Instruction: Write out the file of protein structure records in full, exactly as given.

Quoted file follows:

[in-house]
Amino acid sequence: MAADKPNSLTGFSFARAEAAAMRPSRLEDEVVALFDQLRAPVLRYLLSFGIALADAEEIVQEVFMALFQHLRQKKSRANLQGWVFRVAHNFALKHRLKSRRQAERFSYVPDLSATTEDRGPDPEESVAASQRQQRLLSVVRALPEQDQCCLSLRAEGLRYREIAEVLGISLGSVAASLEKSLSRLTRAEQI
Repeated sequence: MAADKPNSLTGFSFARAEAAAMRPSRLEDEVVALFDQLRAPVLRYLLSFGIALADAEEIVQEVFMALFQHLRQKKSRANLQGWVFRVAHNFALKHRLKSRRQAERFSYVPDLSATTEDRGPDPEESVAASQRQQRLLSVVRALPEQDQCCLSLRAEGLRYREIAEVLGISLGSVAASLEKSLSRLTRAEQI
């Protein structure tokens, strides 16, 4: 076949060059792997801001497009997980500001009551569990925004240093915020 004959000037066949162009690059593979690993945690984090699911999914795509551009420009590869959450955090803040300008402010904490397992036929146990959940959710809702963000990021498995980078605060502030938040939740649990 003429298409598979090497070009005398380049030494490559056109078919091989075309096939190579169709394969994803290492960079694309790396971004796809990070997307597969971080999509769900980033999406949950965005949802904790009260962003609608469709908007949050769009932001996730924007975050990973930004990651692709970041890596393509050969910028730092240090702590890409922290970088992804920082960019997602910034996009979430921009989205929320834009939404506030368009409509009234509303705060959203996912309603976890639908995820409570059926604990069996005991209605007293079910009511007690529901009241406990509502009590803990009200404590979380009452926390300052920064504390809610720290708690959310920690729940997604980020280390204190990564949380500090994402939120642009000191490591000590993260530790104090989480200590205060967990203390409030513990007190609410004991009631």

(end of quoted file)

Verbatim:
[in-house]
Amino acid sequence: MAADKPNSLTGFSFARAEAAAMRPSRLEDEVVALFDQLRAPVLRYLLSFGIALADAEEIVQEVFMALFQHLRQKKSRANLQGWVFRVAHNFALKHRLKSRRQAERFSYVPDLSATTEDRGPDPEESVAASQRQQRLLSVVRALPEQDQCCLSLRAEGLRYREIAEVLGISLGSVAASLEKSLSRLTRAEQI
Repeated sequence: MAADKPNSLTGFSFARAEAAAMRPSRLEDEVVALFDQLRAPVLRYLLSFGIALADAEEIVQEVFMALFQHLRQKKSRANLQGWVFRVAHNFALKHRLKSRRQAERFSYVPDLSATTEDRGPDPEESVAASQRQQRLLSVVRALPEQDQCCLSLRAEGLRYREIAEVLGISLGSVAASLEKSLSRLTRAEQI
């Protein structure tokens, strides 16, 4: 076949060059792997801001497009997980500001009551569990925004240093915020 004959000037066949162009690059593979690993945690984090699911999914795509551009420009590869959450955090803040300008402010904490397992036929146990959940959710809702963000990021498995980078605060502030938040939740649990 003429298409598979090497070009005398380049030494490559056109078919091989075309096939190579169709394969994803290492960079694309790396971004796809990070997307597969971080999509769900980033999406949950965005949802904790009260962003609608469709908007949050769009932001996730924007975050990973930004990651692709970041890596393509050969910028730092240090702590890409922290970088992804920082960019997602910034996009979430921009989205929320834009939404506030368009409509009234509303705060959203996912309603976890639908995820409570059926604990069996005991209605007293079910009511007690529901009241406990509502009590803990009200404590979380009452926390300052920064504390809610720290708690959310920690729940997604980020280390204190990564949380500090994402939120642009000191490591000590993260530790104090989480200590205060967990203390409030513990007190609410004991009631």